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Many times a case has multiple defendants. A crime will occur and several people will get arrested. Some might be friends or they might be strangers to each other. But, like most events in our lives, we do what we do with people we know.

So what happens when several people are prosecuted in the same case? All the defendants have their own lawyers because each defendant has his own point of view, his own measure of responsibility and his own interests in how the case comes out. Because of this, the defendants are often offered a chance to cut a deal with the District Attorney and get a lesser sentence in return for testimony against the other defendants.

Why would the District Attorney agree to make a deal with a defendant in a case? First of all, there may be a lack of evidence. In other words, the District Attorney can’t prove the case without one of the defendant’s help. Second, the District Attorney might see the case as one with different measures of responsibility such that it makes sense to give one or more of the defendants a deal because the defendant is a minor “player” in the case. Finally, if a case simply has too many defendants to efficiently prosecute in a timely manner one or more of the defendants could be allowed to testify against the remaining defendants. This eliminates one more roadblock to the District Attorney’s case.

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Defendant was charged with residential burglary. The young man was Hispanic and was known to associate with gang members. He denied being a gang member himself but the police were constantly stopping him and conducting interviews in “consensual encounters”. He wasn’t consenting to being stopped by the police but unless he walked away that’s how the law looks at it.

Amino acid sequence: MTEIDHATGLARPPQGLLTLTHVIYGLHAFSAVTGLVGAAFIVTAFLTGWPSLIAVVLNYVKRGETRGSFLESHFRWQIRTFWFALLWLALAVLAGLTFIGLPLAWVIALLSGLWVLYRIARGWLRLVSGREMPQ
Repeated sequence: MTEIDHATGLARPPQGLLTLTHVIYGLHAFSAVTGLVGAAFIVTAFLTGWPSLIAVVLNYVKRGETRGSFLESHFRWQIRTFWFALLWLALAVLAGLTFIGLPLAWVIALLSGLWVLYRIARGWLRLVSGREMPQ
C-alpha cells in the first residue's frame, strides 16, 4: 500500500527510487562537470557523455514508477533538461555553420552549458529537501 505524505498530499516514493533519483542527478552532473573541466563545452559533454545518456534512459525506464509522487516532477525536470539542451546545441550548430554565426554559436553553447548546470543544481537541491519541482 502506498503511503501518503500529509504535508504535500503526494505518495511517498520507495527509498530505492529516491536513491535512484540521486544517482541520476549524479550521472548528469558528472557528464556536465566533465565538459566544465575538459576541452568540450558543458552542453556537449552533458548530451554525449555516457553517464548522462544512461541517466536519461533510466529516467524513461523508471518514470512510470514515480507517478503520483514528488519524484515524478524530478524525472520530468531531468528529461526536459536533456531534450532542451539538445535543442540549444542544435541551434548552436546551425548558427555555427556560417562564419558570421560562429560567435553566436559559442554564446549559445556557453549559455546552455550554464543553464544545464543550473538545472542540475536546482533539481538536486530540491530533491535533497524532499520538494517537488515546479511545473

When the burglary happened in his neighborhood, the police immediately suspected him even though they didn’t have any reasonable basis for their “hunch”. When the burglary occurred, the homeowner was home and frightened the burglar away. The police showed the homeowner two photos of the Defendant one at a time even though after each she could not say he was the one who had committed the burglary. A short time later the police returned with a photo line-up of six photos, only one of which had been shown to the homeowner before. Of course that would be the Defendant’s photo, and lo and behold, she identified him as the perpetrator.

Defendant was arrested three weeks after the burglary and questioned. He gave three different possibilities about where he was the night of the burglary changing his story each time.

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The United States Supreme Court on January 11, 2012, rendered a decision in Perry v. New Hampshire, that limits the ability of the defense to successfully attack a suggestive or unreliable identification of the defendant by an eyewitness. Eyewitness identification has long been the subject of commentary and even experiments. Many of us have seen the video of or even participated in a situation where a professor has a classroom full of students when a subject rushes in steals the professor’s purse and the class is asked to describe the suspect. It’s incredible how varied the descriptions of the suspect are. Different facial features, races, clothing, height and weight and numerous other identifiers have been listed by witnesses seeing the same thing. How many times have you been in line at a theater, seen someone you think you recognize and been mistaken? It’s happened to all of us.